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Department of Transportation unveils $7M railroad crossing safety campaign
WASHINGTON The U.S. Department of Transportation (DOT) today launched the “Stop! Trains Can’t” ad targeting young male motorists and encouraging them to act cautiously at railroad crossings. The campaign is the latest in a two-year effort by DOT to reduce accidents and fatalities at railroad crossings around the country. The National Highway Traffic Safety Administration (NHTSA) and the Federal Railroad Administration (FRA) have partnered in the nationwide effort.
Watch the ad: https://youtu.be/szaQ3hXvzfw
“The message is simple: Ignoring railroad crossing signs or attempting to race or beat a train can have deadly consequences,” said U.S. Transportation Secretary Anthony Foxx. “Hundreds of lives could be saved each year by simply following the rules.”
Although rail incidents have declined over the last 10 years, railroad crossing fatalities spiked in 2014. Last year alone, 232 people died in railroad crossing accidents, and approximately every three hours, a person or vehicle is hit by a train in the United States.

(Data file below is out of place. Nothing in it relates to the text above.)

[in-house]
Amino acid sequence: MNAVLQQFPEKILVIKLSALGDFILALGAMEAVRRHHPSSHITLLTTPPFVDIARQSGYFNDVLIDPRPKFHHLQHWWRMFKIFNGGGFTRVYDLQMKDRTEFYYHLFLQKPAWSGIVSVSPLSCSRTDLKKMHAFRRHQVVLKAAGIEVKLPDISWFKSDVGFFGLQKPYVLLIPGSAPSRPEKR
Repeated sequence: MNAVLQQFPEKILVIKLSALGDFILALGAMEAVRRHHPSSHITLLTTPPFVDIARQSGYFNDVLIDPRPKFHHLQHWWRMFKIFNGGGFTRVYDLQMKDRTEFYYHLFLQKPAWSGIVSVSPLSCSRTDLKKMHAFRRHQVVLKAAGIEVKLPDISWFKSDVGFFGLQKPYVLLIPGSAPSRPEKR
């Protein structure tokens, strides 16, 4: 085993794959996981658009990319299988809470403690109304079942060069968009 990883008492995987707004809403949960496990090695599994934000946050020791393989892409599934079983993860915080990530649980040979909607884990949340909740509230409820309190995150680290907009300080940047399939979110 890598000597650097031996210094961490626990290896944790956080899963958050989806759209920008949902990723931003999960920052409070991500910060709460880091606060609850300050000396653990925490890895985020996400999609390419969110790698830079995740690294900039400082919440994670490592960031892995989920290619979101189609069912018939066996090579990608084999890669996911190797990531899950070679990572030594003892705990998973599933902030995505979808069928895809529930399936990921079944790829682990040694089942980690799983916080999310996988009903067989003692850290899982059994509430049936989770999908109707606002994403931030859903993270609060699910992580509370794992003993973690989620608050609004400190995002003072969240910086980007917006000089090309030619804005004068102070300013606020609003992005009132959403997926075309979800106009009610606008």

The $7 million media buy will target male populations aged 18 to 49 years old in states with the nation’s 15 most dangerous crossings, as well as in states where 75 percent of the crossing accidents occurred in 2015. Male drivers are involved in nearly 75 percent of all railroad crossing accidents.
The ad will run heavily in the following states: California, Illinois, Texas, Louisiana, Indiana, Ohio, Florida, Georgia, Missouri, New York, North Carolina, South Carolina, Kentucky, Alabama, Pennsylvania, Tennessee, Mississippi, New Jersey, Arkansas and Arizona.
“Your life is worth more than a few saved minutes, and trying to outrun a train isn’t worth the risk,” said NHTSA Administrator Dr. Mark Rosekind. “When a train is coming, the only choice is to stop. Trains can’t.”
By law, trains always have the right of way because they cannot swerve, stop quickly or change directions to avert collisions. A freight train travelling at 55 miles per hour takes a mile – the length of 18 football fields or more – to come to a stop once the emergency brakes are applied.
“Education is key here – sometimes a driver is distracted, or in an unfamiliar area. Other times, the state highway department has not done enough to warn drivers they are approaching a crossing,” said FRA Administrator Sarah E. Feinberg. “We must do everything we can to give drivers the information they need to keep themselves and their families safe – and this ad helps us do just that.”
For more information on the “Stop! Trains Can’t” campaign, visit www.transportation.gov/stop-trains-cant.